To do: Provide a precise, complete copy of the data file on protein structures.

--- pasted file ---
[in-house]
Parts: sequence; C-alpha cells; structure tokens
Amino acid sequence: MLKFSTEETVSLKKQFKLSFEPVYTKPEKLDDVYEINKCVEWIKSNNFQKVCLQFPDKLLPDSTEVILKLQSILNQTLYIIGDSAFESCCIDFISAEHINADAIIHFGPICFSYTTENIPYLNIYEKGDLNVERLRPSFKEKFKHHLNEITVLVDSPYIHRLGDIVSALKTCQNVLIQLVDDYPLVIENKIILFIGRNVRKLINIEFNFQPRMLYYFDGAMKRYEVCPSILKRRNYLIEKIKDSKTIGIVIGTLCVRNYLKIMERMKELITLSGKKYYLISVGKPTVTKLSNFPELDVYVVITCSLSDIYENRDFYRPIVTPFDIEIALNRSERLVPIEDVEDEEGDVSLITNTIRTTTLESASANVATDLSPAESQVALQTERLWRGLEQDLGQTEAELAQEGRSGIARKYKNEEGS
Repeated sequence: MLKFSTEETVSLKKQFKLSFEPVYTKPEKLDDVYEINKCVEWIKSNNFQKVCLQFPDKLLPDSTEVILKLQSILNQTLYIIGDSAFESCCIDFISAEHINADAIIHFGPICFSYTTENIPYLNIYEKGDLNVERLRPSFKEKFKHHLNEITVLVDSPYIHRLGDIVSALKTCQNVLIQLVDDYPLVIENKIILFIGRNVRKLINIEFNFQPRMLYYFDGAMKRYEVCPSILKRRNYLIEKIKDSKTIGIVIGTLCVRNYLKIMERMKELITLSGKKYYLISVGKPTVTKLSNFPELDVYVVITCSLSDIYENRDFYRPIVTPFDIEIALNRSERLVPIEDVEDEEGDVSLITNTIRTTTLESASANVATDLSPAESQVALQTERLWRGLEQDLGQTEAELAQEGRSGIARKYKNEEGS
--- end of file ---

[in-house]
Parts: sequence; C-alpha cells; structure tokens
Amino acid sequence: MLKFSTEETVSLKKQFKLSFEPVYTKPEKLDDVYEINKCVEWIKSNNFQKVCLQFPDKLLPDSTEVILKLQSILNQTLYIIGDSAFESCCIDFISAEHINADAIIHFGPICFSYTTENIPYLNIYEKGDLNVERLRPSFKEKFKHHLNEITVLVDSPYIHRLGDIVSALKTCQNVLIQLVDDYPLVIENKIILFIGRNVRKLINIEFNFQPRMLYYFDGAMKRYEVCPSILKRRNYLIEKIKDSKTIGIVIGTLCVRNYLKIMERMKELITLSGKKYYLISVGKPTVTKLSNFPELDVYVVITCSLSDIYENRDFYRPIVTPFDIEIALNRSERLVPIEDVEDEEGDVSLITNTIRTTTLESASANVATDLSPAESQVALQTERLWRGLEQDLGQTEAELAQEGRSGIARKYKNEEGS
Repeated sequence: MLKFSTEETVSLKKQFKLSFEPVYTKPEKLDDVYEINKCVEWIKSNNFQKVCLQFPDKLLPDSTEVILKLQSILNQTLYIIGDSAFESCCIDFISAEHINADAIIHFGPICFSYTTENIPYLNIYEKGDLNVERLRPSFKEKFKHHLNEITVLVDSPYIHRLGDIVSALKTCQNVLIQLVDDYPLVIENKIILFIGRNVRKLINIEFNFQPRMLYYFDGAMKRYEVCPSILKRRNYLIEKIKDSKTIGIVIGTLCVRNYLKIMERMKELITLSGKKYYLISVGKPTVTKLSNFPELDVYVVITCSLSDIYENRDFYRPIVTPFDIEIALNRSERLVPIEDVEDEEGDVSLITNTIRTTTLESASANVATDLSPAESQVALQTERLWRGLEQDLGQTEAELAQEGRSGIARKYKNEEGS